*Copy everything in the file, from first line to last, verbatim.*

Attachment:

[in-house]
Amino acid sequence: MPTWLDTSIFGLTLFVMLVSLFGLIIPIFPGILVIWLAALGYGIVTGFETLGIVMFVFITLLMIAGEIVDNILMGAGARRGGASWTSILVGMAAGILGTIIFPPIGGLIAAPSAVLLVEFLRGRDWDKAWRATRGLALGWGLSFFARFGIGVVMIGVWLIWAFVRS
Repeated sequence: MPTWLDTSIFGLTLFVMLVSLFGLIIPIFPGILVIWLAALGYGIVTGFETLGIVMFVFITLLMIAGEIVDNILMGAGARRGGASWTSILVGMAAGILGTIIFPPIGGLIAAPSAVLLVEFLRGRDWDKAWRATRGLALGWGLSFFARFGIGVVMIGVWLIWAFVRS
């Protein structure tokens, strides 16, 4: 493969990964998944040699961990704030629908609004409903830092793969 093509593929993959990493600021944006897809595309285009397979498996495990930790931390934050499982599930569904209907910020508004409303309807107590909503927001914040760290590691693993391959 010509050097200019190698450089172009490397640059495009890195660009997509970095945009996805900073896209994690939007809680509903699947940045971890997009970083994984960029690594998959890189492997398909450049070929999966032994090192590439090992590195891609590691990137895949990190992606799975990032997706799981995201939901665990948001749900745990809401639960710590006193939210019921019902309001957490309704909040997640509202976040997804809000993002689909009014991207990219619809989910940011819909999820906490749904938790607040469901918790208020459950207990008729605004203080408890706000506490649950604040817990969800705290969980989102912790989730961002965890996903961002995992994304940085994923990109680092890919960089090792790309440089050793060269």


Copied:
[in-house]
Amino acid sequence: MPTWLDTSIFGLTLFVMLVSLFGLIIPIFPGILVIWLAALGYGIVTGFETLGIVMFVFITLLMIAGEIVDNILMGAGARRGGASWTSILVGMAAGILGTIIFPPIGGLIAAPSAVLLVEFLRGRDWDKAWRATRGLALGWGLSFFARFGIGVVMIGVWLIWAFVRS
Repeated sequence: MPTWLDTSIFGLTLFVMLVSLFGLIIPIFPGILVIWLAALGYGIVTGFETLGIVMFVFITLLMIAGEIVDNILMGAGARRGGASWTSILVGMAAGILGTIIFPPIGGLIAAPSAVLLVEFLRGRDWDKAWRATRGLALGWGLSFFARFGIGVVMIGVWLIWAFVRS
């Protein structure tokens, strides 16, 4: 493969990964998944040699961990704030629908609004409903830092793969 093509593929993959990493600021944006897809595309285009397979498996495990930790931390934050499982599930569904209907910020508004409303309807107590909503927001914040760290590691693993391959 010509050097200019190698450089172009490397640059495009890195660009997509970095945009996805900073896209994690939007809680509903699947940045971890997009970083994984960029690594998959890189492997398909450049070929999966032994090192590439090992590195891609590691990137895949990190992606799975990032997706799981995201939901665990948001749900745990809401639960710590006193939210019921019902309001957490309704909040997640509202976040997804809000993002689909009014991207990219619809989910940011819909999820906490749904938790607040469901918790208020459950207990008729605004203080408890706000506490649950604040817990969800705290969980989102912790989730961002965890996903961002995992994304940085994923990109680092890919960089090792790309440089050793060269």